The West End Centre unveils its autumn programme

West End Centre

The autumn programme at the West End Centre kicks-off in September with Leveret, a unique collaboration between three of England’s finest folk musicians, Andy Cutting, Sam Sweeney and Rob Harbron. Leveret’s music is firmly rooted in the English tradition but with a sound that is fresh and new.

Next up is Molotov Jukebox, a London six-piece who deliver an accordion, Balkan fiddle, and Latin trumpet mix. Having racked up hundreds of festival appearances including Glastonbury, Eurosonic and Womad, the band are guaranteed to get the crowd moving at every raucous show.

Closing-off September, Sam Carter performs at the West End Centre. Since being named Best Newcomer at the 2010 BBC Radio 2 Folk Awards, Sam Carter has been stirring audiences from Camden to Canada and has been described as ‘the finest English-style finger-picking guitarist’.

The October line-up sees two of the UK’s finest and most prolific songwriters Kris Drever and Boo Hewerdine take the stage. Touring together for the first time in over three years, 2018 finds both artists on top form, with Kris having won the BBC Folk Awards Best Singer award and both performers releasing music which is widely considered to be their best work so far.

Later in the month, the West End Centre welcomes folk legends guitarist/singer Martin Carthy and squeezebox virtuoso/singer John Kirkpatrick – long-time collaborators in a variety of seminal musical projects: from John’s iconic 1976 Morris tunes album Plain Capers through Steeleye Span to Brass Monkey. The evening is certain to be a memorable occasion.

In the first of five gigs in November, Mabon start the busy programme. Led by Jamie Smith on accordion, Mabon play music that draws inspiration directly from the traditional folk music of the Celtic countries. They combine recognisable British forms of jigs and reels with Breton ‘an dro’, French ‘mazurka’ and Galician ‘muinera’ bass (upright and electric).

Next on the programme is Evening Star – a band formed by six of the most original musicians from France, Italy, Spain and the UK who play traditional dance music influenced by the spirit of free improvisation, pop and 21st century sound.

Newcastle’s Holy Moly & The Crackers continue the up-beat theme. With their high octane ‘Gypsy Folk Rock’ set, this seven-piece band returns to Aldershot after two sell-out shows last year. Wowing their raucous and ever-expanding fan-base with instrument-swapping, squeezebox-growling, fiddle-shredding, brass-howling hoe-downs, the group have been able to hone a sound that is organic and invigorating – forged in the sweat and heat of the live show.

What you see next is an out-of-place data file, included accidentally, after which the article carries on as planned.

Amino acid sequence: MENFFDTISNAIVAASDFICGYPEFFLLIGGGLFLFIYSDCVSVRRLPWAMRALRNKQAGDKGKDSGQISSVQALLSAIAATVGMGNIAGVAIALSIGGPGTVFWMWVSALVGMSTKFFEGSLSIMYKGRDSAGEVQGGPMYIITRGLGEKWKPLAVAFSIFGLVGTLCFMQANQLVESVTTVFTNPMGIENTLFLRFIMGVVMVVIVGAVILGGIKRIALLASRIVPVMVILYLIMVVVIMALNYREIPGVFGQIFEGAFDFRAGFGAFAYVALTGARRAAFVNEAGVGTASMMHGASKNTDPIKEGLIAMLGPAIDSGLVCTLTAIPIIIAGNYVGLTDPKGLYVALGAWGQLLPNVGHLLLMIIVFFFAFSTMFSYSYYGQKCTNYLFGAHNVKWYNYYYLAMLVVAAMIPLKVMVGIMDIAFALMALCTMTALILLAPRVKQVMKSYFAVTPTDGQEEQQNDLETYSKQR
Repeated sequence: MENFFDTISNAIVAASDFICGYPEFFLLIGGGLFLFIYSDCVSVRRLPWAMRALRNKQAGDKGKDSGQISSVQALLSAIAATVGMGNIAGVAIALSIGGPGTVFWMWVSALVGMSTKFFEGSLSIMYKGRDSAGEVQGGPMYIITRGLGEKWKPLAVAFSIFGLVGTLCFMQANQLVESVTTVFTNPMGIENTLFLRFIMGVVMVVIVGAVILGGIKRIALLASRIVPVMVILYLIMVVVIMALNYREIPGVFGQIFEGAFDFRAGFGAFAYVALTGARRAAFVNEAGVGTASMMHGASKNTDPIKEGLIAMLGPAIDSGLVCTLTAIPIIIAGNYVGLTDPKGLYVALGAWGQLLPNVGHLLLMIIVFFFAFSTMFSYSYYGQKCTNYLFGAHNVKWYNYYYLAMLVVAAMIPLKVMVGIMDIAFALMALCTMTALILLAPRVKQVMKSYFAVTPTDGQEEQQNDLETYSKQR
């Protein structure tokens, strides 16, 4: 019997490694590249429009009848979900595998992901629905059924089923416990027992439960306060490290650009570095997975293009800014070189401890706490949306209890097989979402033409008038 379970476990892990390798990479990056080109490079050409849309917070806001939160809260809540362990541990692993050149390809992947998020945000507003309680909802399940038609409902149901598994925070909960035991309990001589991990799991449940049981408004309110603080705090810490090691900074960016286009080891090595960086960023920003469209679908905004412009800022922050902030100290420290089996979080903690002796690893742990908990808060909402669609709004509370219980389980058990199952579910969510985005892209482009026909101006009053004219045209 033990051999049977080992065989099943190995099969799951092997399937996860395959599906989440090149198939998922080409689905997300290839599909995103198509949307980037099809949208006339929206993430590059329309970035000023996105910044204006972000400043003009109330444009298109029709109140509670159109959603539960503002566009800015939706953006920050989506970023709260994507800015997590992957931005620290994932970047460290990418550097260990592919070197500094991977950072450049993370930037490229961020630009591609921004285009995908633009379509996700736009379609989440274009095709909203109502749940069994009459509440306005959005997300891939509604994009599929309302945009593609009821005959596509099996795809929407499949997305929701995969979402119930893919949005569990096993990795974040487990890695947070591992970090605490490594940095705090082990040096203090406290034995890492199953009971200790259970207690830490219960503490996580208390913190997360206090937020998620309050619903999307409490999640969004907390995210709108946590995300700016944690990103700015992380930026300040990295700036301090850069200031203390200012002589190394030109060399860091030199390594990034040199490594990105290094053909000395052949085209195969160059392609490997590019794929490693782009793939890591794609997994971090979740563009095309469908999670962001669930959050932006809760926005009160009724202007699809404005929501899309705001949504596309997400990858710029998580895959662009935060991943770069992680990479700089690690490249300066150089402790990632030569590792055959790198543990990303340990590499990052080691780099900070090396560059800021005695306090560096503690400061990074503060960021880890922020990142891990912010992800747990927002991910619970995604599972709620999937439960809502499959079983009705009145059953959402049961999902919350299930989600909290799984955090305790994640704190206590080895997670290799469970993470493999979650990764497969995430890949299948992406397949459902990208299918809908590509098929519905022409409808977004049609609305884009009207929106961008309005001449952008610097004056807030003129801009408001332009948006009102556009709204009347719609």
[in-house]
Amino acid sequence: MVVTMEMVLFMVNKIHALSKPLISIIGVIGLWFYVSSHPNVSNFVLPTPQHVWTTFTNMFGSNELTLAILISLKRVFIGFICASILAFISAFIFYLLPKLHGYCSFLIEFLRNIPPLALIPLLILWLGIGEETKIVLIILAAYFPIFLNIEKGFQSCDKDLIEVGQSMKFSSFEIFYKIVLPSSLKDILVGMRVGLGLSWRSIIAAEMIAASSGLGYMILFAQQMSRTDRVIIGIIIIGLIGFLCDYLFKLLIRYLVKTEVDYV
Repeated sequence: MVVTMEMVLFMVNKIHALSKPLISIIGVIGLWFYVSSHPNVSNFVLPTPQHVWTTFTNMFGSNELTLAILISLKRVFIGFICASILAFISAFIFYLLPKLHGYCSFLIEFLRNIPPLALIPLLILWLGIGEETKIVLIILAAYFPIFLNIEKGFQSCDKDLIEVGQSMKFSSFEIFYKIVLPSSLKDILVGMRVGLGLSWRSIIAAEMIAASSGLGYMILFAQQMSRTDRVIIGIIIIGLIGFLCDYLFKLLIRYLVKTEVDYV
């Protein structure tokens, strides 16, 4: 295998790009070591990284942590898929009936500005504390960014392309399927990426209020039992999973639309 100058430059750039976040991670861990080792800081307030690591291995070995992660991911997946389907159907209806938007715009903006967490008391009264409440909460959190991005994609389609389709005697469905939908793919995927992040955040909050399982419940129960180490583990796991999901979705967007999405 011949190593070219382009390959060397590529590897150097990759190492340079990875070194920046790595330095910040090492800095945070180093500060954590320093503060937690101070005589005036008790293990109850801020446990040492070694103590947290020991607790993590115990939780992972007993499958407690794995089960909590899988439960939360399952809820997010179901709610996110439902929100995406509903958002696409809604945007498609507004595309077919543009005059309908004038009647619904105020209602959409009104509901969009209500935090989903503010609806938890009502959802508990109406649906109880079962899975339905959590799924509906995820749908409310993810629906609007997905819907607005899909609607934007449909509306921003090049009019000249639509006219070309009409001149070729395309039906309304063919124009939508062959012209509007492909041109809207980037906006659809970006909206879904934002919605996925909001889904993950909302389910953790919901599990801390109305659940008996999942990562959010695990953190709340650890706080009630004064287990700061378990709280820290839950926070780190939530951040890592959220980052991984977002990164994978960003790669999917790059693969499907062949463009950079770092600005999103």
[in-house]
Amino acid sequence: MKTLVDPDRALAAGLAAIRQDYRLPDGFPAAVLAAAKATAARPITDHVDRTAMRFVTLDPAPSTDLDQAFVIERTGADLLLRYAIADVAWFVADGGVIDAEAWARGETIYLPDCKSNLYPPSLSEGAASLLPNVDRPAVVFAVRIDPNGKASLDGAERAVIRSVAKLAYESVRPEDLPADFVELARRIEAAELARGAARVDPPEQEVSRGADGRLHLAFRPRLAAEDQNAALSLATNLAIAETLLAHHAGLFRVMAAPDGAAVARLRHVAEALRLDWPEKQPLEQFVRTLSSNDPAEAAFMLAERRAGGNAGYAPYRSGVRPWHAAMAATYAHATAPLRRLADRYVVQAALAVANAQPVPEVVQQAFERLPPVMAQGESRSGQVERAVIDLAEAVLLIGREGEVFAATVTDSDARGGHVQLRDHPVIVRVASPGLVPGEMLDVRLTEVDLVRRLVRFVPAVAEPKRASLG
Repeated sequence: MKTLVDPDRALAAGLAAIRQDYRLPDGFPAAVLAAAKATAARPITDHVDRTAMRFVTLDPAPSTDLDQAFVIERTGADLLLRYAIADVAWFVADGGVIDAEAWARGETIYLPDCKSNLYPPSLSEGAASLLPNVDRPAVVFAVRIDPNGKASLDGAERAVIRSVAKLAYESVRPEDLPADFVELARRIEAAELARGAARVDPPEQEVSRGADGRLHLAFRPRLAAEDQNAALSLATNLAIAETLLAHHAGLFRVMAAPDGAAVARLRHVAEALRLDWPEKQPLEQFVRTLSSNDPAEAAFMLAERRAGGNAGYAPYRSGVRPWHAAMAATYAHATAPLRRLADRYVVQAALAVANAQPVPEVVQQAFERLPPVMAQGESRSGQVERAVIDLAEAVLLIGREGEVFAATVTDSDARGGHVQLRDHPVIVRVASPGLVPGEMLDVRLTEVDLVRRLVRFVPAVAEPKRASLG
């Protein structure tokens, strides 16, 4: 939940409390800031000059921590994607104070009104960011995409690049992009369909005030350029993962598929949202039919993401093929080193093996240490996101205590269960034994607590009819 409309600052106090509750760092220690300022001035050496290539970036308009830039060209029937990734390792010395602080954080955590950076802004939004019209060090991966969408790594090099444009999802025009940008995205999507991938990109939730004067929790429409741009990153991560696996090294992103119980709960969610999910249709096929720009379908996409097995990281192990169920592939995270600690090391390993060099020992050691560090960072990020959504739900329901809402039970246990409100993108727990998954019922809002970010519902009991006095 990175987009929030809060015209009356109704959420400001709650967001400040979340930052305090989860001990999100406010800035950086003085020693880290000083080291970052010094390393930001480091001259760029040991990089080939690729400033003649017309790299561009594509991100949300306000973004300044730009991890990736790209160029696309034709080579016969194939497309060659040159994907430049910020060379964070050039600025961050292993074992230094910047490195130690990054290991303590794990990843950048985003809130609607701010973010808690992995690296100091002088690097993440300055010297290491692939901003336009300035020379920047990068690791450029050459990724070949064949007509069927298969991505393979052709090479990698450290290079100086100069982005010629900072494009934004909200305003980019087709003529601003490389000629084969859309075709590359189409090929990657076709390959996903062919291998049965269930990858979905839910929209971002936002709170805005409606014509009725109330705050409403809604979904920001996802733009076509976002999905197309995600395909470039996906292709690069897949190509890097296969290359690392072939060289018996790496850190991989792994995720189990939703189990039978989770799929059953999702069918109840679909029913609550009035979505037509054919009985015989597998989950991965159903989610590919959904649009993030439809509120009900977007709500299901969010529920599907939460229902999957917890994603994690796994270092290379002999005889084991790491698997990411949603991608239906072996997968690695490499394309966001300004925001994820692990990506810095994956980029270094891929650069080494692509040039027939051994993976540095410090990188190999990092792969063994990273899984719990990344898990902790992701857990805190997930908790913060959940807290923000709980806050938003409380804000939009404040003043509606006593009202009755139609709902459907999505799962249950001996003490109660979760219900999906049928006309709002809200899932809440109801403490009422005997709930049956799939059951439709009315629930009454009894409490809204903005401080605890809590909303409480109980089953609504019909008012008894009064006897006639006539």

Moore Moss Rutter are next on the line-up. It’s been three years since the release of the band’s second studio album ‘II’ – and there’s a heightened sense of anticipation around the reunion of Tom Moore (fiddle, viola), Archie Churchill-Moss (melodeon) and Jack Rutter (guitar). The trio won the 2011 BBC Radio 2 Young Folk Award.

Completing November’s programme is Chris Wood – an exceptional songwriter whose music reveals his love for the un-official history of the English-speaking people. With gentle intelligence he weaves the tradition with his own contemporary parables.

Early December sees East London five-piece folk band Stick In The Wheel at the West End Centre. Headed by singer Nicola Kearey, and guitarist/producer Ian Carter, their debut From Here (2015) was fRoots magazine Album of the Year and a MOJO Folk Album of the Year. They have also received four BBC Folk Award nominations since their inception in 2013. Known for Kearey’s fierce, authentic delivery, this is culturally and politically switched-on music with its roots firmly embedded in the genre’s traditional, working-class heritage.

Oxfordshire-raised, Cheshire-based singer and songwriter Thea Gilmore has gained global acclaim for making music not only of extraordinary beauty, but of rare honesty and insight. In 2009, Thea released Strange Communion an album that included ‘That’ll Be Christmas’ which became the most played festive song on BBC Radio 2 that year

A few days before Christmas, CoCo And The Butterfields come to the West End Centre. They are an indie-pop/folk band, from Canterbury, Kent. Since their inception in 2012, CoCo And The Butterfields have spent much of their time on the road, touring the UK and Europe, selling out headline shows and featuring at many major festivals.

Barney Jeavons, Director of Aldershot’s West End Centre told us:

“We have a tremendous line-up at the West End Centre this autumn – from traditional folk artists through to roots-based contemporary bands. Don’t miss the opportunity to see both up-and-coming and well-known acts in a celebration of some the UK’s best folk and roots music.”

For more information and bookings visit www.westendcentre.co.uk or call 01252 330040.

The 2018 Folking Awards

Welcome to the 2018 Folking Awards and thank you again to everyone who participated last year. The nominations, in eight categories, come from our ever-expanding team of writers and were wrangled into shape with considered argument and arm-wrestling by the Folkmeister and the Editor.

There are five nominees in each category, all of whom have impressed our writers during 2017.